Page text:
Background: Although light therapy has become the accepted treatment for patients suffering from seasonal affective disorder (SAD, winter depression), almost 40% of these patients do not respond, and require an alternative treatment.
Methods: The therapeutic effects of light versus tryptophan on SAD were studied in a repeated measures design in 13 SAD patients (11 women, 2 men). Light therapy for 2 weeks or tryptophan for 4 weeks was given, separated by a one week washout period. All were assessed with the modified Hamilton Depression Rating scale (SIGH-SAD) at the beginning and end of each treatment.
Results: Four (31%) of the patients did not respond to either therapy. Four tryptophan-resistant patients responded to light therapy, while one light therapy-resistant patient responded to tryptophan. Relapse occurred rapidly after stopping light therapy but not after stopping tryptophan therapy.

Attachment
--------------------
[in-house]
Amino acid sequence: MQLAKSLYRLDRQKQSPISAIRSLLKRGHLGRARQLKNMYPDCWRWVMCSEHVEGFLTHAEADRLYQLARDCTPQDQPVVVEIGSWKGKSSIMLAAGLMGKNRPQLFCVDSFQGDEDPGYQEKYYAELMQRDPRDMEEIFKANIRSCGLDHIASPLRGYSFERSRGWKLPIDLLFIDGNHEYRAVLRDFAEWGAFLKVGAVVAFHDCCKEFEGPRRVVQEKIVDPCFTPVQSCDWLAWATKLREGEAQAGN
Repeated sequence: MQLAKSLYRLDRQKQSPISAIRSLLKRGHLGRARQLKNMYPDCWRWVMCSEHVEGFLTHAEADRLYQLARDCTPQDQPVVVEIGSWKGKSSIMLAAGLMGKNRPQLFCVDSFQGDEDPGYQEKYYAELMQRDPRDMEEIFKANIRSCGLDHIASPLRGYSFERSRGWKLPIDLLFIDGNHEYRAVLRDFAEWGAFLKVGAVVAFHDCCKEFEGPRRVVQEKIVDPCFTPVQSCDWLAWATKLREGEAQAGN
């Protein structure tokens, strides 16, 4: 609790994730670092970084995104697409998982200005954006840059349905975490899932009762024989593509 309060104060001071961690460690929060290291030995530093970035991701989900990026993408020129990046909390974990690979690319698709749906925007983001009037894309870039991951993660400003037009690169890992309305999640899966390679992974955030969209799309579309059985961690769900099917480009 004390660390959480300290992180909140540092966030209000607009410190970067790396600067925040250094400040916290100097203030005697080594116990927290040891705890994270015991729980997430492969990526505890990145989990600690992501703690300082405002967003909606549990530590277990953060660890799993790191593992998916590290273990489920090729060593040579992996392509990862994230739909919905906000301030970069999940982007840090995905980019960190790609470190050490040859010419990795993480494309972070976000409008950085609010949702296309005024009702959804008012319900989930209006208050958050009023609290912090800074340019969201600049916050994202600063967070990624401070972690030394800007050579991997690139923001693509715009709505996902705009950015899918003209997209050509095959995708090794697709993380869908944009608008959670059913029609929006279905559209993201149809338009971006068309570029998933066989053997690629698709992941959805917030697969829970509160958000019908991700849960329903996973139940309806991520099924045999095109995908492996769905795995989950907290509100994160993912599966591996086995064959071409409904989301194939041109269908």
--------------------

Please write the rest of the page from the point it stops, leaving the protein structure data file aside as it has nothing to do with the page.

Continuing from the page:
Conclusions: There were significant therapeutic effects of both light (p = 0.012) and tryptophan (p = 0.014) on SAD, which were not significantly different from each other. There may be a time difference between the residual pharmacokinetic effects after stopping therapy.
Limitations: The groups studied were small. This was an open study.
Clinical relevance: Tryptophan was equally effective to light therapy in treating SAD, but relapse after withdrawal of tryptophan probably occurs more slowly.